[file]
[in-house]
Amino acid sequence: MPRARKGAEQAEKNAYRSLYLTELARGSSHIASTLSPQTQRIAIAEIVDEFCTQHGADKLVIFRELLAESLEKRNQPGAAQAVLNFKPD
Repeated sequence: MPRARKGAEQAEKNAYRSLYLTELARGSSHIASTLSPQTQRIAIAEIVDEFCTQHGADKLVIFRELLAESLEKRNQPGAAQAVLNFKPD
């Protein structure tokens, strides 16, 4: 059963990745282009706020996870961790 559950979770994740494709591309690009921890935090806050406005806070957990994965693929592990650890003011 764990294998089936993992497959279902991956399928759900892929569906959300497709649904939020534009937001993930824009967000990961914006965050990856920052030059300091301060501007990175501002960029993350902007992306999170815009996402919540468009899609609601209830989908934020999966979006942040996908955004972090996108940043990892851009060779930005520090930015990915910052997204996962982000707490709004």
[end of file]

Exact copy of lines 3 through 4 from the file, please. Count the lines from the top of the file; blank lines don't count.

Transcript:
Repeated sequence: MPRARKGAEQAEKNAYRSLYLTELARGSSHIASTLSPQTQRIAIAEIVDEFCTQHGADKLVIFRELLAESLEKRNQPGAAQAVLNFKPD
């Protein structure tokens, strides 16, 4: 059963990745282009706020996870961790 559950979770994740494709591309690009921890935090806050406005806070957990994965693929592990650890003011 764990294998089936993992497959279902991956399928759900892929569906959300497709649904939020534009937001993930824009967000990961914006965050990856920052030059300091301060501007990175501002960029993350902007992306999170815009996402919540468009899609609601209830989908934020999966979006942040996908955004972090996108940043990892851009060779930005520090930015990915910052997204996962982000707490709004």